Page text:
We'll look after reform, Egyptian army tells protesters

Reuters/Amr Abdallah Dalsh

Egypt's army has pledged to guarantee democratic elections and lift emergency laws, once the current unrest is over. The move seen as an endorsement of President Hosni Mubarak's decision not to step down.► Egyptians prepare to unleash day of anger on defiant MubarakProtesters shocked by Mubarak's television address


Dossier: Revolution in Egypt

The statement, from the Supreme Council of the Armed Forces, was read out on state television on Friday. The army says it supports Mubarak's plan for a gradual transition of power to a successor  to be elected in September.

It pledged to "safeguard the legitimate demands of the people" for constitutional reform and democratic freedoms.

Egypt's 30-year state of emergency will be lifted "as soon as current circumstances end", the statement said, urging "a return to normal life".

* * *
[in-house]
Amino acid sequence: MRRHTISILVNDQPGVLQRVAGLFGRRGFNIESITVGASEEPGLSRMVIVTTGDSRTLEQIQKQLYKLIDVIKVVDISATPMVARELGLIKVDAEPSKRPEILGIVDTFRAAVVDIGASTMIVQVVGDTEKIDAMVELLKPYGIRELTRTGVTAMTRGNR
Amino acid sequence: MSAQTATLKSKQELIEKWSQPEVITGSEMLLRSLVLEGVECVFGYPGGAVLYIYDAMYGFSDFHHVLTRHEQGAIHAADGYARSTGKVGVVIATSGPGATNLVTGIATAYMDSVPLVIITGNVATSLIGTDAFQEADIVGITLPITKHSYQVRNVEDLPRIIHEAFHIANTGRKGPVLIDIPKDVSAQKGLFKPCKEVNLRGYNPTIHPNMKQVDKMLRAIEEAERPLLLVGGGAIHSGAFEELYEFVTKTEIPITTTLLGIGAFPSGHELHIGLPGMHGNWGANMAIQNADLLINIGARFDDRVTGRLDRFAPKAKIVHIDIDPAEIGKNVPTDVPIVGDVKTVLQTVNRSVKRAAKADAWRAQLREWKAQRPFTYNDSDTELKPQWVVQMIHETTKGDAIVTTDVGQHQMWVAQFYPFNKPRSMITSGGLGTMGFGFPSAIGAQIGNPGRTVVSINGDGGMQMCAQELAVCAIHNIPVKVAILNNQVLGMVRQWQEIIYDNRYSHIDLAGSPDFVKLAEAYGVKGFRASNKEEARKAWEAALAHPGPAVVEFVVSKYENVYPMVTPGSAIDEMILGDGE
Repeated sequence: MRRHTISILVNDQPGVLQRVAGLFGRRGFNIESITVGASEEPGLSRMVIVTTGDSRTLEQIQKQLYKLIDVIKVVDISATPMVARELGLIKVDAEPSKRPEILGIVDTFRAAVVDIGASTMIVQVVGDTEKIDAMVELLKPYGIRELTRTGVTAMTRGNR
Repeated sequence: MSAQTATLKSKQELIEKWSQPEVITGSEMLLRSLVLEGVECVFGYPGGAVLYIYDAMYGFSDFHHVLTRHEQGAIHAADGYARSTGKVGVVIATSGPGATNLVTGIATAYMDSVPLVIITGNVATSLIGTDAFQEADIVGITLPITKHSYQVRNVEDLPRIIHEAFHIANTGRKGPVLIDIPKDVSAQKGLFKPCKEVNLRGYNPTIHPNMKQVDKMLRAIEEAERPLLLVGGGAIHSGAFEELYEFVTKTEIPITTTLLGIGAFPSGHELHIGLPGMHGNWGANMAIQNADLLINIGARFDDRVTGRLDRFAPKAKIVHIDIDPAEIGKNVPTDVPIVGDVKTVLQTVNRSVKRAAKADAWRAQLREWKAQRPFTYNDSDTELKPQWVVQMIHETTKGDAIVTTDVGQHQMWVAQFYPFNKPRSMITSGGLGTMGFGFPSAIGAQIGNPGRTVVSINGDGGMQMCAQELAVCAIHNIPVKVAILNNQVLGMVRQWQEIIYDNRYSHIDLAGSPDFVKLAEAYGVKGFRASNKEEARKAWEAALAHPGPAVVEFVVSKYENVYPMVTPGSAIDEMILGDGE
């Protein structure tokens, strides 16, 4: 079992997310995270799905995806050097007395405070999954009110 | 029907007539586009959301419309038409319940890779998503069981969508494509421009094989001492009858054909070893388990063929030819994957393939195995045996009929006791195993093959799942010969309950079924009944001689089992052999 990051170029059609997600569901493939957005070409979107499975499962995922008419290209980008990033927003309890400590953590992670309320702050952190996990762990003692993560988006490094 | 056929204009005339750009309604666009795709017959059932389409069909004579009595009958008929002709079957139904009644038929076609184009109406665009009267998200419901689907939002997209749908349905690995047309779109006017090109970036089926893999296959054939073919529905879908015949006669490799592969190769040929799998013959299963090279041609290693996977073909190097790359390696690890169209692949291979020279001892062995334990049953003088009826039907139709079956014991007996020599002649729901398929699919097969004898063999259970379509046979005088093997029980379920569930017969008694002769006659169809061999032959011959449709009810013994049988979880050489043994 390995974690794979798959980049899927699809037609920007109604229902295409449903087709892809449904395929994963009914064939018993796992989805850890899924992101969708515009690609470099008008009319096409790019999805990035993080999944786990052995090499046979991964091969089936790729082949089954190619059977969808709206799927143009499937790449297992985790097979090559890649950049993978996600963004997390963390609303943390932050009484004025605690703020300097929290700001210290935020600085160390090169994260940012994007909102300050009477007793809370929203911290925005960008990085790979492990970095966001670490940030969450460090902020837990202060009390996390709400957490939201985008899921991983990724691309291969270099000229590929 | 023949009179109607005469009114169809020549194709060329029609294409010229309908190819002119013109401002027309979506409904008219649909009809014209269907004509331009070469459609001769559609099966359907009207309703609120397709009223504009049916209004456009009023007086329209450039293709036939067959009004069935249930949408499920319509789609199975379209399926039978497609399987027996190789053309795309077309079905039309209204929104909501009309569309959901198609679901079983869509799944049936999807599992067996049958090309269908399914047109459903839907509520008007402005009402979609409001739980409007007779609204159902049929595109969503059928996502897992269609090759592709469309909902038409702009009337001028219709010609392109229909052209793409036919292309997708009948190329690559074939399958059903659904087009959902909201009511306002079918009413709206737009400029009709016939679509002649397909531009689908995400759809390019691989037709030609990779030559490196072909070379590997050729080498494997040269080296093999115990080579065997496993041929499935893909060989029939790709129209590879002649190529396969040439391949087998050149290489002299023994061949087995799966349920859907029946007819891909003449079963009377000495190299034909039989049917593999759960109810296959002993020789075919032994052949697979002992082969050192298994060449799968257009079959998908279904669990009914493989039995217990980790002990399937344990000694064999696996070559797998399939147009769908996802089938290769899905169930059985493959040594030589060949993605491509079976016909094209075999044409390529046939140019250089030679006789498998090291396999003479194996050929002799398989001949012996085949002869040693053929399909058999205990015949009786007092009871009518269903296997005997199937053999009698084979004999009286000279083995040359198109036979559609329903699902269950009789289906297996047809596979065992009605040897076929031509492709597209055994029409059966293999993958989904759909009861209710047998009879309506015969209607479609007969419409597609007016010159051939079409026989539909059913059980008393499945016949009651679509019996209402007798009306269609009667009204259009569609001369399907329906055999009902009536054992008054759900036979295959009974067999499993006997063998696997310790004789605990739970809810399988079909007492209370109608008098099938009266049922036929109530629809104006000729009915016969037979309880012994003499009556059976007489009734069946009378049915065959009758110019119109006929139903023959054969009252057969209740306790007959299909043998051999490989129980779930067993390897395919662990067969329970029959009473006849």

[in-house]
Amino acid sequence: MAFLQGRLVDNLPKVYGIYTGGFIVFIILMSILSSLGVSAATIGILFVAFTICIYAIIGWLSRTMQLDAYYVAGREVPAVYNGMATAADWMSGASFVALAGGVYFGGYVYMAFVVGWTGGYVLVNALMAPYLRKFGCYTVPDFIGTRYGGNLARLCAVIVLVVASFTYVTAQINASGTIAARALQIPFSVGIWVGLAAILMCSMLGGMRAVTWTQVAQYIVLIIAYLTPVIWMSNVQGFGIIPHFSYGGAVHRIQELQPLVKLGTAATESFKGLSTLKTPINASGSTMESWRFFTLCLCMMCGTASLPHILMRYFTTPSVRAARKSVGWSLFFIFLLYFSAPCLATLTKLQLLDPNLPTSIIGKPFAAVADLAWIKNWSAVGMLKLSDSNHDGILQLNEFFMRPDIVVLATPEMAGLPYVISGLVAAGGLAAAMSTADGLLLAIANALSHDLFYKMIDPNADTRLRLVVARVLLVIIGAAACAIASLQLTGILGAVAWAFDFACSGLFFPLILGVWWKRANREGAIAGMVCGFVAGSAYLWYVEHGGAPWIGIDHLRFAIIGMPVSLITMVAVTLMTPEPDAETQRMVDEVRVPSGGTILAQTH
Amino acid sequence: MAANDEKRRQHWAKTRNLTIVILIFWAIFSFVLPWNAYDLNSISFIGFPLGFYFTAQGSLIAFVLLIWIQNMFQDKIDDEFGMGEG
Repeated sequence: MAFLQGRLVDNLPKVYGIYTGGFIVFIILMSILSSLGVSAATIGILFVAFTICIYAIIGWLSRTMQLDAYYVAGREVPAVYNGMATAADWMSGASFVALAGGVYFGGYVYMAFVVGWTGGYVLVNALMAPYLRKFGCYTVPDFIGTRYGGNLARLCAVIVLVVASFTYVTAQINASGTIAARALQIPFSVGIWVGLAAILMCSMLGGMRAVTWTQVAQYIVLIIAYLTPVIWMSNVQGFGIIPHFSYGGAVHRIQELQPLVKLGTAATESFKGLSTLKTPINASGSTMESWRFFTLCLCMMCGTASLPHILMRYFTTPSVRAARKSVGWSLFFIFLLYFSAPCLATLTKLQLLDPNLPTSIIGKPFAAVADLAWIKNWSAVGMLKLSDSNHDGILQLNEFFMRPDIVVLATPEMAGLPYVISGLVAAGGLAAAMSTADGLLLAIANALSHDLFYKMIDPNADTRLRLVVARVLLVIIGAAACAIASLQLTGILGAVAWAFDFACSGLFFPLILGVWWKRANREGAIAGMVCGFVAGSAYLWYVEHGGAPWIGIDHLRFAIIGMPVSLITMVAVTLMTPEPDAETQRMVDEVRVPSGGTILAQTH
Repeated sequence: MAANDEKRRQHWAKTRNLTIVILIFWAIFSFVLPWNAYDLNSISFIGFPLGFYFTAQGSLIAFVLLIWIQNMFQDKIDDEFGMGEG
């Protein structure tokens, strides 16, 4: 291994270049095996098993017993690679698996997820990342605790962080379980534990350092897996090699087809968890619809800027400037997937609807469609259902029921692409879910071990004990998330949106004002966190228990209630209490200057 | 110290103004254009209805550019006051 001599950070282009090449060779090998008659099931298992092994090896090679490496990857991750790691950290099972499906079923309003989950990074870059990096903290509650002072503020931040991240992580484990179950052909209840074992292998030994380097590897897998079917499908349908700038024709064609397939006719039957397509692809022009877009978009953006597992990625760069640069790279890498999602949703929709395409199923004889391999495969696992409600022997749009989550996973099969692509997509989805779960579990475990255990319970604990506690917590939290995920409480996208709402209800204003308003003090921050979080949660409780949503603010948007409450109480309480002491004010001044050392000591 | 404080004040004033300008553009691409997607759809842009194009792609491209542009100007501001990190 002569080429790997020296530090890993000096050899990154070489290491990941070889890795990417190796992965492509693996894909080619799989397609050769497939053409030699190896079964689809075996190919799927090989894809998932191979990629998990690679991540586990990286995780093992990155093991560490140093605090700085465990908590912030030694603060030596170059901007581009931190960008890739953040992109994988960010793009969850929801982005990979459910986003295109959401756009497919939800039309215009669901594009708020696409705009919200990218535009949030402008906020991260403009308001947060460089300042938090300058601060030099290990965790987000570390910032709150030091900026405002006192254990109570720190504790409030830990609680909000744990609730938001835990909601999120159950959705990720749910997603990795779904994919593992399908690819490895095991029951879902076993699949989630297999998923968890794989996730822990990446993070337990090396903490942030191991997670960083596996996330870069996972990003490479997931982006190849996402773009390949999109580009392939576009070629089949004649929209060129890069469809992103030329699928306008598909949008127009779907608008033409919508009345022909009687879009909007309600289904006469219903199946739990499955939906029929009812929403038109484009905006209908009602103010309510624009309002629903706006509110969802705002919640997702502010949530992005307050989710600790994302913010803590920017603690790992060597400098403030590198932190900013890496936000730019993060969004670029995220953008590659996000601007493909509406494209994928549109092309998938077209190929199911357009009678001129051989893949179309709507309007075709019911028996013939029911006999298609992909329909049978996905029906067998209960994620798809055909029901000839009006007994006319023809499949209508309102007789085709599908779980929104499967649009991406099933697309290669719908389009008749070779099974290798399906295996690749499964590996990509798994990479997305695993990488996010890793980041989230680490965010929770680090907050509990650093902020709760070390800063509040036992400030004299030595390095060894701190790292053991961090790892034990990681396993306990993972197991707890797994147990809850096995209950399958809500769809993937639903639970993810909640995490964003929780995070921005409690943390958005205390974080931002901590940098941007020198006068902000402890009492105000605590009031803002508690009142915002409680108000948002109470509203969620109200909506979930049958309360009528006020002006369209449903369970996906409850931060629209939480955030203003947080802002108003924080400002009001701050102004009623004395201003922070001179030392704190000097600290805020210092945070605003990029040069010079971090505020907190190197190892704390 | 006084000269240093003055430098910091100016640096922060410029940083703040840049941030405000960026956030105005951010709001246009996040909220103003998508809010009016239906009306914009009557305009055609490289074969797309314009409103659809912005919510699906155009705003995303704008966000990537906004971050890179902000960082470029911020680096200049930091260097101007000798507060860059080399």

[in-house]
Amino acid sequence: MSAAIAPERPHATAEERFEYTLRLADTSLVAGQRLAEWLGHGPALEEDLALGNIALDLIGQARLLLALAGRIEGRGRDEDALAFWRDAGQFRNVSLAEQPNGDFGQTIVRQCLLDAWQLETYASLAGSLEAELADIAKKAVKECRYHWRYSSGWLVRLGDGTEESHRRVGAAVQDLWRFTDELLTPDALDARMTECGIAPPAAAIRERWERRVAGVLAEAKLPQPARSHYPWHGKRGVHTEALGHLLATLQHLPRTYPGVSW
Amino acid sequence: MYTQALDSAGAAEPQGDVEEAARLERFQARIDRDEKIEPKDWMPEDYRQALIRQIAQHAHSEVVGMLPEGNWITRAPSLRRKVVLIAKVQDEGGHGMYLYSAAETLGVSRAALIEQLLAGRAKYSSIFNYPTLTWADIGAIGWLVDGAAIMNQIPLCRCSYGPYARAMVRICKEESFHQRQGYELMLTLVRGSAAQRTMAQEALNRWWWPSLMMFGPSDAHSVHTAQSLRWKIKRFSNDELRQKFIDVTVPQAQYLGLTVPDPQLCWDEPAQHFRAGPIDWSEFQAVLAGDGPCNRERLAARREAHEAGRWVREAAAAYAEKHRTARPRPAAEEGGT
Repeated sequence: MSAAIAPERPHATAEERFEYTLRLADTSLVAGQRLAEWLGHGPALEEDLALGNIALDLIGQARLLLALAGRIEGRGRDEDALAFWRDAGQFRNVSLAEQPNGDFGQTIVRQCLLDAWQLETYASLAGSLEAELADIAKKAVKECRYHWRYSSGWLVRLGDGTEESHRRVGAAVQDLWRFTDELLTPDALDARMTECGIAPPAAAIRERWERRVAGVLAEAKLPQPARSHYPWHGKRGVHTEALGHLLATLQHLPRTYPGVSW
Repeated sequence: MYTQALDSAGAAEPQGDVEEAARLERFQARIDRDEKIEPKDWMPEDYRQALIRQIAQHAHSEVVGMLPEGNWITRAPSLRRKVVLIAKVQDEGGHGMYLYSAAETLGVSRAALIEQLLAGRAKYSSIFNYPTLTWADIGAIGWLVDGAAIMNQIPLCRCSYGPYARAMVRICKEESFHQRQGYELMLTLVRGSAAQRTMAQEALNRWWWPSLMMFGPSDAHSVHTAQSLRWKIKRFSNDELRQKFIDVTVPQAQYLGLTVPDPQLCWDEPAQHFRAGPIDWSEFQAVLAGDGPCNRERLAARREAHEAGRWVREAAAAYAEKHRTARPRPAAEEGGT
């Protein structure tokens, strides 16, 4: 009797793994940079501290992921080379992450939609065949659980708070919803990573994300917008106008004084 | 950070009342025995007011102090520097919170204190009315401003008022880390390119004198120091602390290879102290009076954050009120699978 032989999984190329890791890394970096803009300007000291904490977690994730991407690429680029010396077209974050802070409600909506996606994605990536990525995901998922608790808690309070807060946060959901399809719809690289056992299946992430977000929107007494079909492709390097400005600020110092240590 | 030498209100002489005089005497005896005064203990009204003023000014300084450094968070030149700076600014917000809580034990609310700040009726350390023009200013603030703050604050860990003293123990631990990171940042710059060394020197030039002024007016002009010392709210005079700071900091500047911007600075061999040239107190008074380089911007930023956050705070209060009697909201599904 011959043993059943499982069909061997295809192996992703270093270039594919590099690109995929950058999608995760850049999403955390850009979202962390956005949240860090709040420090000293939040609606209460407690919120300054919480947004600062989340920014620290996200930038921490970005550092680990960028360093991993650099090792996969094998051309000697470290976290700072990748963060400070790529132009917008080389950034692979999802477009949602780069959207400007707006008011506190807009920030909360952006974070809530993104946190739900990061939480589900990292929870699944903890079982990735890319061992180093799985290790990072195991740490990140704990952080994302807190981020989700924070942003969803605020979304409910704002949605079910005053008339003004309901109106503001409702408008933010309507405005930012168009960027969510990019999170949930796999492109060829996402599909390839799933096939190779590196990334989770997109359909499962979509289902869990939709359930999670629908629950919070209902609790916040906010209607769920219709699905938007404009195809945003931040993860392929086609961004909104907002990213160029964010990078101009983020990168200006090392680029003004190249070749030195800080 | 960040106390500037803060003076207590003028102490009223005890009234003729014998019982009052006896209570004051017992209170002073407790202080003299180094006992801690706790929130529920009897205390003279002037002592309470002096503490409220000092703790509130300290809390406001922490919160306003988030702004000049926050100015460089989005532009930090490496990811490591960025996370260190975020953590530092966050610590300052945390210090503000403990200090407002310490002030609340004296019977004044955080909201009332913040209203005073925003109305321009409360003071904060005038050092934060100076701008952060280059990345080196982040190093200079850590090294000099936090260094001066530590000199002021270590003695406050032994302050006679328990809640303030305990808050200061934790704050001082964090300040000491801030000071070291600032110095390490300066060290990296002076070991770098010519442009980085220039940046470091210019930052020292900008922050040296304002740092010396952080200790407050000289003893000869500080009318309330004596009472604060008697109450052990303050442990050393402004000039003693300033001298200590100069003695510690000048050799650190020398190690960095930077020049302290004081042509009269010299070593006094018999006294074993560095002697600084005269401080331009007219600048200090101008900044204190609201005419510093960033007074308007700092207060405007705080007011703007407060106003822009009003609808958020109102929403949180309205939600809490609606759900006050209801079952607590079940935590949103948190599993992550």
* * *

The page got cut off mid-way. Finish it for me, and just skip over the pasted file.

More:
Those calling for reform will not be arrested, the army stressed, but warned against any "harm to the safety and security of the nation".

There have been fears that demonstrators could be brought into direct conflict with soldiers as they threaten to launch their most vigorous protests yet in response to Mubarak's refusal to resign.

The army's statement, dubbed "Communique Number Two", was read out to protesters gathered outside Mubarak's palace in north-east Cairo, where crowds have been gathering since his speech on Thursday.

The army's "Communique Number One", delivered on Thursday night, promised protesters that all their demands would be met, raising hopes that Mubarak would announce his departure.

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